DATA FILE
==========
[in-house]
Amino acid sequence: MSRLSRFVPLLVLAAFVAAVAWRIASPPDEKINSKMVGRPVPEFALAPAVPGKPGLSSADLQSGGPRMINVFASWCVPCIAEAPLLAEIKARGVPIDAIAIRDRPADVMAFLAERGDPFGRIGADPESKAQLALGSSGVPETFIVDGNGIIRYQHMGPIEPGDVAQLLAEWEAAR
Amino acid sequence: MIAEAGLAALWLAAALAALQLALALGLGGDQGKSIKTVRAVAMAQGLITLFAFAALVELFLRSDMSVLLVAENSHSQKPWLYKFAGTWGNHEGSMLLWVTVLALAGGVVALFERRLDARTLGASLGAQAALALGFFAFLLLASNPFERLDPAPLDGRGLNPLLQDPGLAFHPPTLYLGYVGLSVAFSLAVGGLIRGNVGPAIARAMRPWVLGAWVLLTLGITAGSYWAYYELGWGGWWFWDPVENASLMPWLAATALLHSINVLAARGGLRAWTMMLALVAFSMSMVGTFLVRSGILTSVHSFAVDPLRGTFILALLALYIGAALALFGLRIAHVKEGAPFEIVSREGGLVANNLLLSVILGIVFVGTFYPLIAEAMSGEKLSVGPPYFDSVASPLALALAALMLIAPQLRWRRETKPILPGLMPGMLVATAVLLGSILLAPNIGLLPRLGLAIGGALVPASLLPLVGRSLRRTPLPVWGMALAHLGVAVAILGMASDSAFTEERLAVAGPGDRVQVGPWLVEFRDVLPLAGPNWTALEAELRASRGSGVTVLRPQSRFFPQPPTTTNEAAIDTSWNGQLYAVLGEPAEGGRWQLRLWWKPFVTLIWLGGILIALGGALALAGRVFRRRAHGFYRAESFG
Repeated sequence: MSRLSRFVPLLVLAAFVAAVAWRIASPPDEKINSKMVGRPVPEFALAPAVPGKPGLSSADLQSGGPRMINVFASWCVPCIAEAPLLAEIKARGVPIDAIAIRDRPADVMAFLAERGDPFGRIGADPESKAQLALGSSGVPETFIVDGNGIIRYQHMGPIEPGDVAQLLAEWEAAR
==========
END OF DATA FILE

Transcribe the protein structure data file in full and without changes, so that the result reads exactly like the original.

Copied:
[in-house]
Amino acid sequence: MSRLSRFVPLLVLAAFVAAVAWRIASPPDEKINSKMVGRPVPEFALAPAVPGKPGLSSADLQSGGPRMINVFASWCVPCIAEAPLLAEIKARGVPIDAIAIRDRPADVMAFLAERGDPFGRIGADPESKAQLALGSSGVPETFIVDGNGIIRYQHMGPIEPGDVAQLLAEWEAAR
Amino acid sequence: MIAEAGLAALWLAAALAALQLALALGLGGDQGKSIKTVRAVAMAQGLITLFAFAALVELFLRSDMSVLLVAENSHSQKPWLYKFAGTWGNHEGSMLLWVTVLALAGGVVALFERRLDARTLGASLGAQAALALGFFAFLLLASNPFERLDPAPLDGRGLNPLLQDPGLAFHPPTLYLGYVGLSVAFSLAVGGLIRGNVGPAIARAMRPWVLGAWVLLTLGITAGSYWAYYELGWGGWWFWDPVENASLMPWLAATALLHSINVLAARGGLRAWTMMLALVAFSMSMVGTFLVRSGILTSVHSFAVDPLRGTFILALLALYIGAALALFGLRIAHVKEGAPFEIVSREGGLVANNLLLSVILGIVFVGTFYPLIAEAMSGEKLSVGPPYFDSVASPLALALAALMLIAPQLRWRRETKPILPGLMPGMLVATAVLLGSILLAPNIGLLPRLGLAIGGALVPASLLPLVGRSLRRTPLPVWGMALAHLGVAVAILGMASDSAFTEERLAVAGPGDRVQVGPWLVEFRDVLPLAGPNWTALEAELRASRGSGVTVLRPQSRFFPQPPTTTNEAAIDTSWNGQLYAVLGEPAEGGRWQLRLWWKPFVTLIWLGGILIALGGALALAGRVFRRRAHGFYRAESFG
Repeated sequence: MSRLSRFVPLLVLAAFVAAVAWRIASPPDEKINSKMVGRPVPEFALAPAVPGKPGLSSADLQSGGPRMINVFASWCVPCIAEAPLLAEIKARGVPIDAIAIRDRPADVMAFLAERGDPFGRIGADPESKAQLALGSSGVPETFIVDGNGIIRYQHMGPIEPGDVAQLLAEWEAAR